Though I spent many many years as a film exec, I've also been writing my entire life. I mean, I sold my first screenplay at 17. It was crap, but hey. This is the gist of it. Nifty short story, but neophyte screenplay. Then first article at 18 about how TV news purely for mindless entertainment. There's my brag.
So-- of course I have been through the preposterous Rube Goldberg landmine of TV and screenplay development. You know, agents, producers, executives get the script, can't believe they finally found something so brilliant, so funny, so amazing, they just have to sign you, work with you, capture you, enslave you.
The funny thing is I don't take this very seriously or personally. Because a week later, you receive 20 pages of notes from 10 different executives telling you what needs to be changed. This is how they justify their jobs. Cool enough.
Here is what is looks like after an hour of trying to figure out what the hell they are going on about.
In the time it takes for me to decipher d-code, I could have written another screenplay or at least three great short stories.
Oddly, the screenplays that were made were never rewritten. Now, we're only talking two, but whatever.
Because I'm a writer, as an executive there is an advantage. I like working with talent and I certainly know what it takes to write. It's not easy, I don't care if the end result is not film-able, the writer put in hours of hard work. Be kind! The things that come out of these peoples mouths is often unfathomable. But that's another little story.
As a buyer of films, often times a company is spending anywhere from 1M to 15M on a picture for their country. I bought movies for large corporations all over Europe for years and only worked with the owners, which is nice, because it's me and the important guy. No tiers of people to go through. Probably why I gravitated toward this line of work and plus I love to travel and love film festivals and the South of France.
Okay, so when it came to certain movies where I was laying down the big bucks on behalf of company, sometimes I had to say something. Always in a very kind way and typically to the producer or director or studio head since by that time the project was out of the writer's hands.
I thought of this because in cleaning out files, I found this memo to a studio head. I remember telling my boss that if Hannibal kept the original ending, it would be a disaster. The film was already veering way off course (staying true to book) as clearly underlined by Jodie Foster's passing on the role.
My boss told me, "Well, go ahead. Tell the studio head."
I love when bosses do that. You take the blame. Good luck with that.
So I did. I could not see Clarice, a character I loved, portrayed in such a thoroughly disgraced manner. Julianne Moore does a good job with the material, but the new Clarice is harder, bitter, yet weaker. For those who may or may not remember, in the end of this horror story in the book, Clarice and Hannibal fall in love and run off into the sunset together. Literally. They move to an exotic island after eating Ray Liotta's brain.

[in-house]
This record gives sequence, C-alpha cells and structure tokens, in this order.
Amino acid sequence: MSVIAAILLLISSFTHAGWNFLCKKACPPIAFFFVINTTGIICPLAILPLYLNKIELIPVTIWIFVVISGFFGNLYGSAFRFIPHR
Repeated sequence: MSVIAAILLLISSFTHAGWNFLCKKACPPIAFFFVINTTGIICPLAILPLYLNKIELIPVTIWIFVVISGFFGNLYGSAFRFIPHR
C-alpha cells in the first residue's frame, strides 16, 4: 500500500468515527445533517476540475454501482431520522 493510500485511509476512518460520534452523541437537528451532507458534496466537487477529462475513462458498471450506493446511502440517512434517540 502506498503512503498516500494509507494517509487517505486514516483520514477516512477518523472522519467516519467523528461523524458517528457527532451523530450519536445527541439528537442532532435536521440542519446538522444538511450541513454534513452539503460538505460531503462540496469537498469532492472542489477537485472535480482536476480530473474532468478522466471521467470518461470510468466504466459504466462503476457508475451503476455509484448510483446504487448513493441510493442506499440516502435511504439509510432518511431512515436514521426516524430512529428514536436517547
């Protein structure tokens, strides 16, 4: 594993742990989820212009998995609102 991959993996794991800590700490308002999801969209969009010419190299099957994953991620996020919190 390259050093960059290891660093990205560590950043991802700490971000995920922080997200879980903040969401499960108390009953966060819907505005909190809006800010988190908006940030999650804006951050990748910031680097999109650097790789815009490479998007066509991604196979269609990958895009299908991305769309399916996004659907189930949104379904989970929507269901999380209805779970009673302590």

Not Julianne Moore obviously. I love her... she would never do this.
I couldn't take it. There was already too much depravity in the new film that was beyond revolting, the deadly fat pigs, the pedophile who fed his face to dogs, just ugh. The screenwriters kept everything from the Harris Hannibal book but the book had none of the genius of Silence of the Lambs. The least I could do was save Clarice. So,
"Dear Mr. Studio Head,
We are thrilled to have the sequel to Silence of the Lambs as we did very well with Silence. But as a woman, I must make my voice be heard. If Clarice throws away all of her integrity, scruples and just folds into a weightless character because she is caught under the spell of Lector, I'm afraid you will lose a huge portion of your audience. Clarice is such a captivating character and though she has changed in Thomas Harris' Hannibal, I fear this ending will not translate well cinematically. Clarice has to stand up to him, despite her weakened condition, and fight for her life. Then she MUST try to arrest him. We know he will elude her, but she will nonetheless have kept her character intact. Otherwise the audience will not know who this woman is and they will be greatly disappointed. Thank you for reading."
I sent it off, and forgot all about it. A year later I was out of town during the premier of this film, but caught it in San Francisco. The theater was packed. All of the disgusting scenes remained, but to my surprise and delight, Clarice does try to fight for her life, does try to arrest him and does NOT run off to Fiji with him.
The film grossed $390M not including ancillaries. Which is to say, it did extremely well. The reviews were not great on any level and certainly there was no talk of any Oscars for anyone.
But I do sometimes wonder if my little memo had an impact. A memo I was shocked they even read and further used. The memo was actually longer, in that I detailed exactly how the movie could end with little work to the script because they didn't want to spend anymore money re the screenwriters.
I will never know. But I do know there was a lot of repeat business and a lot of female movie goers. If Clarice had eaten the brains and had sex with Anthony Hopkins on some sandy shore I am certain women would have been appalled.
I didn't write this to pat myself on the back, believe me. I wrote this because often times people never believe they can have an impact in this town. Studio head, schmudio head. Sometimes it's fun to clean out your file cabinets.